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Idaho Supreme Court overturns dismissal of lawsuit between two companies

By Sara McCleary | Jul 5, 2017

Contract 06

BOISE, Idaho (Legal Newsline) – The Idaho Supreme Court has vacated a district court’s dismissal of a contract dispute between two out-of-state companies.

The court issued its decision June 23 in favor of H2O Environmental. The company had appealed a lower court’s decision to grant Proimtu MMI’s motion to dismiss for lack of personal jurisdiction in the state. 

The Supreme Court found that decision to be in error, however, and remanded the case for further proceedings.

The two companies began working together in October 2012, with Proimtu hiring H2O to oversee the employment of laborers and their wages, court documents state. In May 2013, the U.S. Department of Labor informed the companies that some of Proimtu’s employees had been misclassified, and therefore needed to be paid additional wages and employment taxes. 

The wages were paid out in 2014 by Proimtu’s general contractor at the site, and H2O paid the employment taxes, totalling $28,832,21. H2O invoiced Proimtu for reimbursement of those taxes, but allegedly received no response or payment.

To recover its funds, H2O filed a complaint against Proimtu in Idaho in April 2015. According to the Supreme Court’s opinion written by Justice Robyn Brody, when Proimtu moved to dismiss the case for lack of jurisdiction, the district court determined that H2O had not given “‘fair warning’ to Proimtu that it was subjecting itself to jurisdiction in Idaho.”

The issue arises from the way each company is described in their contract. According to Brody’s opinion, “That contract stated that Proimtu was an Arizona limited liability company, with its place of business in Phoenix, Arizona, and that H2O is a Nevada company with its place of business in Chandler, Arizona.” The two were working together on a project in Tonapah, Nevada.

Upon its review, however, the Supreme Court found that Proimtu should have been aware of H2O’s plans to do business from Idaho. The company has bases in Boise, Idaho; Las Vegas; Reno, Nevada; Phoenix; and Salt Lake City.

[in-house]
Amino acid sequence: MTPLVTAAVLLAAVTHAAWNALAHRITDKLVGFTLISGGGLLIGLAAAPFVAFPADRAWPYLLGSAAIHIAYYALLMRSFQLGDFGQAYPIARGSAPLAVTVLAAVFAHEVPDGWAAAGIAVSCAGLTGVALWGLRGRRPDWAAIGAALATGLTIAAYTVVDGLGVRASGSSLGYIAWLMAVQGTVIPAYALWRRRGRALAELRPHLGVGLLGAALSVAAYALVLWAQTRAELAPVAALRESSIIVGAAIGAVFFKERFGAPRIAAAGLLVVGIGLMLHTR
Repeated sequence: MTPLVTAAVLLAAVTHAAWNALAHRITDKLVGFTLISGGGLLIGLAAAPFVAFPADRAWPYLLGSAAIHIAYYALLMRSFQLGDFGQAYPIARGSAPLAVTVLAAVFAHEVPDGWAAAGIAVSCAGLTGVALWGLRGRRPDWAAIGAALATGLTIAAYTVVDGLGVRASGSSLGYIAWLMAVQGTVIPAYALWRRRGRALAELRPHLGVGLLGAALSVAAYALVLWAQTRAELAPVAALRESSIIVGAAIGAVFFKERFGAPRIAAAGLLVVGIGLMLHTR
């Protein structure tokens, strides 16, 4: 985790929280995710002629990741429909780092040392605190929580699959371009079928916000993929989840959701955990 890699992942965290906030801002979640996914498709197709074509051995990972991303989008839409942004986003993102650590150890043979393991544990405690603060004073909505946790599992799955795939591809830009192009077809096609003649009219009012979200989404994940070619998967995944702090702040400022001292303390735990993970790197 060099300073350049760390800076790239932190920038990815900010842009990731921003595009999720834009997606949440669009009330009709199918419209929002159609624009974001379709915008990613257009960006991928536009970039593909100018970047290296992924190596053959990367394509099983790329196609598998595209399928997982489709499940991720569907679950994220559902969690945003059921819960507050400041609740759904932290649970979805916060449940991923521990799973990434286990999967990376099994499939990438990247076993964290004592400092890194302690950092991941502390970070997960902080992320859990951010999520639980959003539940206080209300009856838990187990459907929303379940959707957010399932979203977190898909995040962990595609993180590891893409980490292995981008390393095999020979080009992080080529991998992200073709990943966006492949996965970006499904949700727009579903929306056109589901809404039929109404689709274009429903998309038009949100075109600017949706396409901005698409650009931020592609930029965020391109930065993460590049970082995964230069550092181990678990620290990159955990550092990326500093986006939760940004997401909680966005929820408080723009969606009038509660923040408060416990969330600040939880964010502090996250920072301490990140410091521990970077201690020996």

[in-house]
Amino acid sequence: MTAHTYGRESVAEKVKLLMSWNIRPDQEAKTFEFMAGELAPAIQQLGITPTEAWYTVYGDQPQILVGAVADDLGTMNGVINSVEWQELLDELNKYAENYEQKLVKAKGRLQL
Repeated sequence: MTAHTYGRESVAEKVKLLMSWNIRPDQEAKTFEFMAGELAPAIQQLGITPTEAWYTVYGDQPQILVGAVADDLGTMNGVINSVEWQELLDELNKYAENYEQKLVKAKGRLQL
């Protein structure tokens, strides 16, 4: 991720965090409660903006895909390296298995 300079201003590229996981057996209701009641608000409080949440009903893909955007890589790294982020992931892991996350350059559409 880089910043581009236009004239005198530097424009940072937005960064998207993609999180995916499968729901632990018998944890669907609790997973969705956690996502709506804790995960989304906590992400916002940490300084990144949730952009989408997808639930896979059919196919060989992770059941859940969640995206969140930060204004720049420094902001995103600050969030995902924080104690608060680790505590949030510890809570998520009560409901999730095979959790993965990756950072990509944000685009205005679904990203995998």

More importantly, though, “The record indicates that Proimtu received documentation at least four weeks prior to entering into the oral contract with H2O that indicated that it would be conducting business with Proimtu from its Boise office,” reads the opinion. 

“This documentation included a W-9 form with a Boise address for H2O, a form indicating that wages for Proimtu employees would be paid by H2O through the Boise branch of a national bank, and a request that Proimtu send reimbursement checks to H2O’s Boise office for these wages. 

"This was plenty of time in which Proimtu could decide whether it would rather conduct business elsewhere. But it did not. Instead, it engaged in a series of calls and emails with H2O executives in Boise to form the oral contract at issue here.”

When H2O filed its appeal of the district court’s decision, Proimtu had filed its own cross-appeal of that court’s decision to deny its requests for attorney’s fees. That appeal was denied. 

"In light of our decision above, Proimtu is not the prevailing party. No attorney fees are awarded on appeal,” reads Brody’s opinion. “We vacate the judgment of the district court and remand for further proceedings consistent with this opinion. Costs to H2O.”

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